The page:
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The sartorial style highlights of the Trump impeachment trial

Kyrsten Sinema in the Senate.
Reuters/Amanda Voisard
Kyrsten Sinema makes the Senate cinematic.
  • Ephrat Livni
By Ephrat Livni

Senior reporter, law & politics, DC.

Washington DCPublished This article is more than 2 years old.

US president Donald Trump’s Senate impeachment trial is a grave affair to be sure. But it’s also given lawmakers a chance to show off their flair—a wink in the form of a bright pink tie or a dramatic black bow, an opportunity to peacock.

Here’s the best American lawmakers have offered in the personal plumage department. And some of it has been very good indeed.

Most Sinematic

In a sea of suits, it wasn’t difficult for the biggest vestiary risk-taker of them all to make herself known over the course of the two-week trial.

Arizona’s Kyrsten Sinema doesn’t only have a name designed for Hollywood, she’s got the style to go with it. Yesterday, ahead of the Senate’s vote on whether to hear witnesses and bring in additional evidence, she wore a knee-length sleeveless ivory cape dress and silver heels, like a cross between a screen goddess of yore and a superhero Halloween costume. Around her neck was a thick diamond choker appropriate for an awards ceremony.

That was one of the milder looks she put together. Two days earlier, Sinema sported a gleaming green printed trench-type number that had this reporter asking from the press gallery overlooking the Senate chamber, “Is that plaid? Are those flowers? No wait. Maybe both?”

It was rivaled only by the rose mink Sinema wore to sign the oath book when the impeachment trial began.

This renegade style says something deeper about the senator. She’s not merely flamboyant in her clothing choices. She’s politically bold, or strategic, or both. Sinema is from a Trump stronghold and is one of the sole Democrats considering acquitting Trump, though she did vote to hear from witnesses (a motion ultimately denied by a 51-49 Republican majority, signaling the president’s inevitable, forthcoming acquittal).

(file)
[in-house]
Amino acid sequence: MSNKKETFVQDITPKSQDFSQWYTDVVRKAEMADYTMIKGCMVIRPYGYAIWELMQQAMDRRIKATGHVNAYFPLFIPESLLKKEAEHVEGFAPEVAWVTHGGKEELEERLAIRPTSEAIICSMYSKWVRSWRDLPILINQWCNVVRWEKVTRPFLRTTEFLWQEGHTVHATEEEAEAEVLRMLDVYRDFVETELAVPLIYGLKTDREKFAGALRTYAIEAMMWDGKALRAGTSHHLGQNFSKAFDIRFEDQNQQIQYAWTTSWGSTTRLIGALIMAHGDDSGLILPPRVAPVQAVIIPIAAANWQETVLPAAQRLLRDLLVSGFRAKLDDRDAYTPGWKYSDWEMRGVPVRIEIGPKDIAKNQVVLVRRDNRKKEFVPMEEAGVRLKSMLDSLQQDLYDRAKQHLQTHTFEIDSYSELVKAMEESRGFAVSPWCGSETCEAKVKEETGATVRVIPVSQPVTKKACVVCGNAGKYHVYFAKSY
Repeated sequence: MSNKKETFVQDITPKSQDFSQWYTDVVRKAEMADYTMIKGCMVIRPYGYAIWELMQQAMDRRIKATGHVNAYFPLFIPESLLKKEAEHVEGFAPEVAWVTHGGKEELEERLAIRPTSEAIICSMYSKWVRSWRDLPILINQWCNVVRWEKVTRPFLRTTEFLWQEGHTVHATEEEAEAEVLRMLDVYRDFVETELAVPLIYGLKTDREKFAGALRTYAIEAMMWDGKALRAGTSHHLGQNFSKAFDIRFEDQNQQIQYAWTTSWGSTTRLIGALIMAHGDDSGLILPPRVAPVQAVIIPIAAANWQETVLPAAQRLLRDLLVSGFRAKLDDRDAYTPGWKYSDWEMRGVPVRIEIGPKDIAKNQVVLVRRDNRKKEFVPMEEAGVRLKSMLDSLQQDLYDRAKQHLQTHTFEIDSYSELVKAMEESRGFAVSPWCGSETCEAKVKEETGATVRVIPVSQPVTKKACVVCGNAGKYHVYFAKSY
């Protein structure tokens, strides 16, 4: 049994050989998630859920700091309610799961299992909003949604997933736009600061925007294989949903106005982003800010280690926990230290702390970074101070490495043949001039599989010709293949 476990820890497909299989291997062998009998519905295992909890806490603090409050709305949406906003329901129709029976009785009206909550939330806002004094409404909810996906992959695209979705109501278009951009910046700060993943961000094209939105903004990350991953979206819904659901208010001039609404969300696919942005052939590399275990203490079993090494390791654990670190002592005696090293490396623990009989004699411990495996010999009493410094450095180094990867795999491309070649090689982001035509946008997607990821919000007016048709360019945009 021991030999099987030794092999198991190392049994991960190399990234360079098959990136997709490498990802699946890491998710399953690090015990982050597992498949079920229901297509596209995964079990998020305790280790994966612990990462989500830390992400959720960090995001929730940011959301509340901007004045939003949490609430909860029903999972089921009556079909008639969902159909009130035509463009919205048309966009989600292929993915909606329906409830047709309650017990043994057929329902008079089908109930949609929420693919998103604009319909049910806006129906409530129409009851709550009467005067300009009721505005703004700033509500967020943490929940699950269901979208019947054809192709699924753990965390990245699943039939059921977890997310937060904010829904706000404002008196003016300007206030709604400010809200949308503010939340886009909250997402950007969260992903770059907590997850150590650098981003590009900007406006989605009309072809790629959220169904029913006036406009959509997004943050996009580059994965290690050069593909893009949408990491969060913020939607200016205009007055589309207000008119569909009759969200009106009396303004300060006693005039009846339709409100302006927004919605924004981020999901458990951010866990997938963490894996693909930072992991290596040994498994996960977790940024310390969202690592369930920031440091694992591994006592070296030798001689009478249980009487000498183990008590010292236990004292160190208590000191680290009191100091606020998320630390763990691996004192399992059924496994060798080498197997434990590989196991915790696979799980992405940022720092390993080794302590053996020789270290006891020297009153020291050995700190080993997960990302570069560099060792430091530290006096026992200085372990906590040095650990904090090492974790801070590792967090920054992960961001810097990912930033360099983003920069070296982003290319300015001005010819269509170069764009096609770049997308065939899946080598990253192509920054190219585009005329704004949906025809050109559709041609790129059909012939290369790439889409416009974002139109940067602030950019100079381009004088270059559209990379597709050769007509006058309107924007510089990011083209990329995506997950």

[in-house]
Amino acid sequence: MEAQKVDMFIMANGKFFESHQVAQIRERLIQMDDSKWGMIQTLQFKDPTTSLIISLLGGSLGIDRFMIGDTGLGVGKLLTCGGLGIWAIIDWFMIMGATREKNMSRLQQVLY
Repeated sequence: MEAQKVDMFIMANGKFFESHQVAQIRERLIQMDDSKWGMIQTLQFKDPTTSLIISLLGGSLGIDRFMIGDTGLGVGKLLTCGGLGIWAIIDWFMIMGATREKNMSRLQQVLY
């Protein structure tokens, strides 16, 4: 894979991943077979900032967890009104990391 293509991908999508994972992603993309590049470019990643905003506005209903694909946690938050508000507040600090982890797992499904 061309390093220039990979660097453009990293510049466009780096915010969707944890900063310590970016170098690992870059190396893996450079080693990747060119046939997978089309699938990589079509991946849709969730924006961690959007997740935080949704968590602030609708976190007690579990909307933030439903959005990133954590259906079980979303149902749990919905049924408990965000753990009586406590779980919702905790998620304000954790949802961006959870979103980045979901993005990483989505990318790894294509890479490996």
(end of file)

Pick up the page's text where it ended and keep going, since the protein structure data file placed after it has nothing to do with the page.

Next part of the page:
Reuters/Mary Calvert

If looks could kill

Where Sinema is perhaps an Arizona idea of LA, very cinematic, California’s Kamala Harris is super cool and more Paris. Arguably, she’s also the best-dressed senator in America.

Her look acknowledges people are watching and offers delights. But it gives away very little. It promises no shortcuts. It says, “I am a woman to be reckoned with.” Harris’s style is prosecutorial, professional, feminine, and—dare I say it?—downright presidential.

She can seem like a legal giant and a style icon all at once, deadly serious in a pussy bow that would make even regal and sharp-featured first lady Melania Trump look like a mere squishy, frivolous, pretty little gift. And Kamala on Wednesday, in a brown turtleneck, seventies-feminist-style underneath her suit jacket, might just have been the most covetable look of winter 2020 thus far, in or out of the Capitol.

New Yorkers represent



Meanwhile, Hakeem Jeffries gave everyone a run for their money in his navy blue leather sneakers and matching suit. The House manager and New York representative showed senators in Washington, DC how to do the awkward and ugly business of politics comfortably—but make it fashun.

Reuters/Amanda Voisard

No other man on the Senate floor came near this level of sartorial audacity, except perhaps for fellow New Yorker Charles Schumer, the senate minority leader. His humor and wit come through in colorful neckties, sharp suits, and a frequent smile, including at his own expense.

Schumer even smiled gamely, acknowledging the joke when team Trump played clips of the senator during the 1999 Clinton impeachment trial in the current president’s defense.

Master of monochrome

Let it not be said, however, that Democrats are the only politicians who can pull off an outfit. Senator Kelly Loeffler of Georgia has her whole party and every Democrat besides perhaps Harris beat.

Like Harris, she has that bow thing down. And boy can Loeffler rock the monochrome. Her silky blouses with subtle prints blend seamlessly into same-colored suits.

Reuters/Joshua Roberts

Yesterday, Loeffler donned a white button-down done up to the very top and let her long blonde locks cascade dramatically past her shoulders down a navy suit while she avidly took notes with a yellow pencil. It was a very good look in the impeachment trial context especially! 

Hate Loeffler for her vote against hearing witnesses perhaps, if you wanted complete impeachment proceedings. But not because she was refreshingly attentive, especially compared to her colleague Ted Cruz of Texas, say, who spent much of the trial fiddling with his year-old hipster beard.

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